Critics of Britain's rebate from EU are deluded, says Straw

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Indy Politics

The rift over the future of the British budget rebate has escalated into a full, cross-Channel, confrontation as Jack Straw, the Foreign Secretary, attacked critics of Britain's ¤4.6bn (£3bn) annual cheque from Brussels as "deluded".

In the strongest language yet from the British government, Mr Straw launched an assault on the entire spending plans for the EU for 2007-13, describing them as "wasteful and unfair", and saying that nations like France would gain "perversely" from farm subsidies.

Although not mentioned by name, the comments were seen as a direct riposte to the French president, Jacques Chirac, who has called for the end of the rebate as a "gesture of solidarity", but refused to countenance a reduction in EU farm spending.

After three-hours of talks produced stalemate, Catherine Colonna, France's European affairs minister, hit back saying that the British position on the rebate "defies the logic of the EU and undermines solidarity".

Because of negotiations to set a new EU budget, the rebate is under the most sustained pressure since its creation 20 years ago. Nevertheless the tough rhetoric from Mr Straw suggested that a deal on EU funding is further away than ever, and sets the scene for a fierce confrontation at a summit on Thursday.

Paris insists it will not re-open an agreement, struck in 2002, laying out a ceiling for farm spending plans up to 2013. But the UK has now made it clear that it will negotiate on the rebate ­ which compensates Britain for its low receipts from the CAP ­ only if there is reform of the EU farm subsidy.

"The rebate is not the issue," said Mr Straw as he arrived in Luxembourg, "and people are deluded if they think the rebate is the issue."

Mr Straw added: "The rebate is a symptom of a fundamentally-distorted budget system which continues to give the UK the lowest per capita receipts of any country because our agricultural sector is efficient and relatively small. It is the better-off states of the EU that perversely stand to gain the most from agricultural subsidies.

"Over 40 per cent of the proposed spending will go on CAP to sustain high prices for continental farmers and to keep out cheaper exports [from Africa]."

The reply from France indicated that the tension remains. Mde Colonna said: "The British have a point of view which is not that of the great majority of their partners. It is one thing to express a point of view; it is a completely different thing to justify it and raise good arguments."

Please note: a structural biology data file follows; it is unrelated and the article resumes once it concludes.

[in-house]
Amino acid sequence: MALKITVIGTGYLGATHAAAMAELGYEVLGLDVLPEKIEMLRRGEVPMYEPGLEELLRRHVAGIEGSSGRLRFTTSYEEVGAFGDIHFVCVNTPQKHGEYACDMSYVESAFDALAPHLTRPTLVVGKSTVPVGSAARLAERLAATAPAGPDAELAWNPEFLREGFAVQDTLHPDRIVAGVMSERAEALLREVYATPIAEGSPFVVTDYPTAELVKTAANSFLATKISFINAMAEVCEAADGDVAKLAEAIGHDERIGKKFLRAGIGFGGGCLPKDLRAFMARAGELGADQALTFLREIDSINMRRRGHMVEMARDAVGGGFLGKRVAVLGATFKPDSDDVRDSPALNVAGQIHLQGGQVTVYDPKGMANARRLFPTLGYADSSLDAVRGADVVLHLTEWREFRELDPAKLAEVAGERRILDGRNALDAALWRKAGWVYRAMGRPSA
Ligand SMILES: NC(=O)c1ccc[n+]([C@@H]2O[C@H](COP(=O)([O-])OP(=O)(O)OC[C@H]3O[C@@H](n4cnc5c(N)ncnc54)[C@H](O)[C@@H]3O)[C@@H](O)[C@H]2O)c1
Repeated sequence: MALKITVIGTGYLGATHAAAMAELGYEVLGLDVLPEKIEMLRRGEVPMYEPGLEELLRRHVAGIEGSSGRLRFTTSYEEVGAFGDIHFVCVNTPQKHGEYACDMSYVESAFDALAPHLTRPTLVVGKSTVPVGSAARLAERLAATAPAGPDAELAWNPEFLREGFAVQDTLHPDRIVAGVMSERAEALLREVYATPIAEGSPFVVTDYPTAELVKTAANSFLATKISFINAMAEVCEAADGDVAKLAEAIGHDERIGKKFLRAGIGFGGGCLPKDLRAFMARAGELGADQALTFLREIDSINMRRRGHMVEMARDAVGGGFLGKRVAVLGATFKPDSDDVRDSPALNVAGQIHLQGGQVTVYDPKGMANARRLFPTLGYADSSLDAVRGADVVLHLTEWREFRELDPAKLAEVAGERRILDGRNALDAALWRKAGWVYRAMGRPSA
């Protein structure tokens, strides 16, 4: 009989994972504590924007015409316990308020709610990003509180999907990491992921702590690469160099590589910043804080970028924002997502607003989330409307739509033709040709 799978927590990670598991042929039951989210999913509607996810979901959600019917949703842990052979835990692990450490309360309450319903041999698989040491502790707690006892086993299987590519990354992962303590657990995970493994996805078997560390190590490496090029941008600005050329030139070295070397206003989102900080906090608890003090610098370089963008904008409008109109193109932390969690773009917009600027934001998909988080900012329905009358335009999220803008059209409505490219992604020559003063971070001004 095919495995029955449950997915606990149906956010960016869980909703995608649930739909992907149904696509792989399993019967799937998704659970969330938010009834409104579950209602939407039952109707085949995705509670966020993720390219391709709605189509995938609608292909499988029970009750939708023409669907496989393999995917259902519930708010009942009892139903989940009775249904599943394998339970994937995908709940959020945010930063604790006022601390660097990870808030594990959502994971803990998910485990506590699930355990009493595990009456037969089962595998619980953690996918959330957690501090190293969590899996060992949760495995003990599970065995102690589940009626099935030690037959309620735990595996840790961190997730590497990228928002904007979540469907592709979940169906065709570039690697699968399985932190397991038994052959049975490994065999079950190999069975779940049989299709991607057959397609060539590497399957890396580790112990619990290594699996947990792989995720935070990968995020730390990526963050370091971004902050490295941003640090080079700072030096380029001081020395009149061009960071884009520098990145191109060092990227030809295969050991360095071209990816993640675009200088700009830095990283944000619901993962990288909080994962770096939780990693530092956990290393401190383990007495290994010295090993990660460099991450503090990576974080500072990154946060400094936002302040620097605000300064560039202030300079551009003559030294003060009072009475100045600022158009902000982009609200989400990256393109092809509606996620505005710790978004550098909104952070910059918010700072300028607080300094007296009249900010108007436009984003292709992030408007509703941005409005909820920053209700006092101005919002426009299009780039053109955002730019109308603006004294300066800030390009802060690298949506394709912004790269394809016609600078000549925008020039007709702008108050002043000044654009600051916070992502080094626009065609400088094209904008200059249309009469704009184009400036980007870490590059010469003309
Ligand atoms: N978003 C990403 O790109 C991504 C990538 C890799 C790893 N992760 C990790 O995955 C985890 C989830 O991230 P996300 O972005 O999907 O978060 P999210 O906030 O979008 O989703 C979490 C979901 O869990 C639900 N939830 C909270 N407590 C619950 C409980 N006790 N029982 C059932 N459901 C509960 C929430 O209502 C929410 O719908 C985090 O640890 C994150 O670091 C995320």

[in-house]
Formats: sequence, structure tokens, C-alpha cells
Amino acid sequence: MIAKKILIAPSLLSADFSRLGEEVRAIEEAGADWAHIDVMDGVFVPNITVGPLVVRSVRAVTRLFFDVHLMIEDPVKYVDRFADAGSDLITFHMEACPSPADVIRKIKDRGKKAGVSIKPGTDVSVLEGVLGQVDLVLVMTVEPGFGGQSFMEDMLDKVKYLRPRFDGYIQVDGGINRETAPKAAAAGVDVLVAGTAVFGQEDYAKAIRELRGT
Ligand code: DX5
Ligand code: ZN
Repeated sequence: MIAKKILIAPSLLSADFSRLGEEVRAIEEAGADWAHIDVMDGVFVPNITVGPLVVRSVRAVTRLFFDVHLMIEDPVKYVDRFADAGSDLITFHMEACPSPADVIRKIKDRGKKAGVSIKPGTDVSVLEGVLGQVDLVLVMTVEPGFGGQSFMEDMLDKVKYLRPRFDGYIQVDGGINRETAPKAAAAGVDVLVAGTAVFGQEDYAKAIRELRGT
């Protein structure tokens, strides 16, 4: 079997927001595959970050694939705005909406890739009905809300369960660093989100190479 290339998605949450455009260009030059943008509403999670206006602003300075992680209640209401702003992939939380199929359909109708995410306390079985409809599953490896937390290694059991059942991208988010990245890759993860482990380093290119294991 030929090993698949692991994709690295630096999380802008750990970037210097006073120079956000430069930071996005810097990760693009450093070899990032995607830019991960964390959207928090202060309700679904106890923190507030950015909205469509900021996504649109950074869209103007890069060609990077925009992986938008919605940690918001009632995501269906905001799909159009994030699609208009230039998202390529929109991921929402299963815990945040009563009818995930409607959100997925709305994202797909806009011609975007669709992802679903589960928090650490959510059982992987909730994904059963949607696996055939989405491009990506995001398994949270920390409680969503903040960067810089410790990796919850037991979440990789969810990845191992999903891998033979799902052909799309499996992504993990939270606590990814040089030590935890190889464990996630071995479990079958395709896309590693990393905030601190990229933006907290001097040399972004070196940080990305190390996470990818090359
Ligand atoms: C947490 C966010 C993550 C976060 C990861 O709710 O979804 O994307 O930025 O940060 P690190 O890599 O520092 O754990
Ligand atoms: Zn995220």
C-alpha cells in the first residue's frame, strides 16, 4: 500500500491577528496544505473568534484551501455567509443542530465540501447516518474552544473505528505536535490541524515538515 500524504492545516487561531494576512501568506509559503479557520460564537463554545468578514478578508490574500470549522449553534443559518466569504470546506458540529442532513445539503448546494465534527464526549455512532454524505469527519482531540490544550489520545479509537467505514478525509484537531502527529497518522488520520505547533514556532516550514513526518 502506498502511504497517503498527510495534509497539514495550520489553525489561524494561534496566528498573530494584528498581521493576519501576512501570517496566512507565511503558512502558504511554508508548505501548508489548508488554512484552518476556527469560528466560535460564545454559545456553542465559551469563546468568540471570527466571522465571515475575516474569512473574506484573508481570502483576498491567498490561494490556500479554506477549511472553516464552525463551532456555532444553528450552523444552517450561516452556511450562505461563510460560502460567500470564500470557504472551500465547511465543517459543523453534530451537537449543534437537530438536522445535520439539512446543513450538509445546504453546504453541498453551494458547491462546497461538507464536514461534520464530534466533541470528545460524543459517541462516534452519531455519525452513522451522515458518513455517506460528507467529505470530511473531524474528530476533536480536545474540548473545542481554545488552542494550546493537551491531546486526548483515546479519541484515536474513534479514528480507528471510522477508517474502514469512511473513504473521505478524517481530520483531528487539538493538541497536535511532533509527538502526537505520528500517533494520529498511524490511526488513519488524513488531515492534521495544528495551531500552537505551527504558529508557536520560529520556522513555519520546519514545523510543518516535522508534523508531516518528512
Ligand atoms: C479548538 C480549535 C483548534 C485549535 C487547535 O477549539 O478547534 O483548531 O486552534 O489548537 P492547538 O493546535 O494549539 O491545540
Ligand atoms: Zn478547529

Miguel Moratinos, the Spanish foreign minister, said: "Everyone is unanimous except Britain that the [British] cheque must be adapted. The taboo has been broken."

At Thursday's summit heads of government are due to agree on EU financing for the period 2007-13. The plan on the table, worth ¤871bn over seven years, represents 1.06 per cent of gross national income, according to the Luxembourg presidency of the EU ­ or 1.09 per cent, according to the government. Britain wants a spending freeze.

In the wake of the "no" votes in the French and Dutch referendums, Aleksander Kwasniewski, the Polish President, told Germany's Tagesspiegel newspaper: "We're all obliged to help rescue Europe."

But that cut little ice with the government and one British source said: "We didn't anticipate coming here for an agreement."

France points out that, since 1984, then the proportion of EU budget spent on agriculture has dropped from about 70 per cent to about 40 per cent.

Moreover, other nations, such as the Netherlands, now contribute more per capita than the UK which has become one of the EU's richest nations.

Meanwhile, the 10 nations that joined the bloc last May must ­ like all EU countries ­ help fund the rebate.

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